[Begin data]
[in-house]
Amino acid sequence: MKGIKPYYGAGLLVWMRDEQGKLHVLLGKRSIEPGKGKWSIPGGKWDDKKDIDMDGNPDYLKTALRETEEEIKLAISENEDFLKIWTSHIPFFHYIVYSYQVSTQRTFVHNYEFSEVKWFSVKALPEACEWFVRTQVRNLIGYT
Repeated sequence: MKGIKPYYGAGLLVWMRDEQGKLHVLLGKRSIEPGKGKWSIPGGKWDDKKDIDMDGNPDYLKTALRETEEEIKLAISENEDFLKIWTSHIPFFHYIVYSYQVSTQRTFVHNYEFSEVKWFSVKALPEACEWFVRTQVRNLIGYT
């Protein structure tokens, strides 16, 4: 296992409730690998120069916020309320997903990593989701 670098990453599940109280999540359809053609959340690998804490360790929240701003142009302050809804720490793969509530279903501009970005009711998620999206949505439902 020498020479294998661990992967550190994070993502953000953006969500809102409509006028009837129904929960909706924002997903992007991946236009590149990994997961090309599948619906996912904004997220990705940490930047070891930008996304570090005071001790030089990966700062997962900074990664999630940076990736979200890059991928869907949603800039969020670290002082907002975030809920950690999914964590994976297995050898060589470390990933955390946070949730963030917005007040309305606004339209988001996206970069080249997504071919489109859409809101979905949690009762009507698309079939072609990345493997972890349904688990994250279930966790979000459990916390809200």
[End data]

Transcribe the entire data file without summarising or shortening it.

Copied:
[in-house]
Amino acid sequence: MKGIKPYYGAGLLVWMRDEQGKLHVLLGKRSIEPGKGKWSIPGGKWDDKKDIDMDGNPDYLKTALRETEEEIKLAISENEDFLKIWTSHIPFFHYIVYSYQVSTQRTFVHNYEFSEVKWFSVKALPEACEWFVRTQVRNLIGYT
Repeated sequence: MKGIKPYYGAGLLVWMRDEQGKLHVLLGKRSIEPGKGKWSIPGGKWDDKKDIDMDGNPDYLKTALRETEEEIKLAISENEDFLKIWTSHIPFFHYIVYSYQVSTQRTFVHNYEFSEVKWFSVKALPEACEWFVRTQVRNLIGYT
């Protein structure tokens, strides 16, 4: 296992409730690998120069916020309320997903990593989701 670098990453599940109280999540359809053609959340690998804490360790929240701003142009302050809804720490793969509530279903501009970005009711998620999206949505439902 020498020479294998661990992967550190994070993502953000953006969500809102409509006028009837129904929960909706924002997903992007991946236009590149990994997961090309599948619906996912904004997220990705940490930047070891930008996304570090005071001790030089990966700062997962900074990664999630940076990736979200890059991928869907949603800039969020670290002082907002975030809920950690999914964590994976297995050898060589470390990933955390946070949730963030917005007040309305606004339209988001996206970069080249997504071919489109859409809101979905949690009762009507698309079939072609990345493997972890349904688990994250279930966790979000459990916390809200």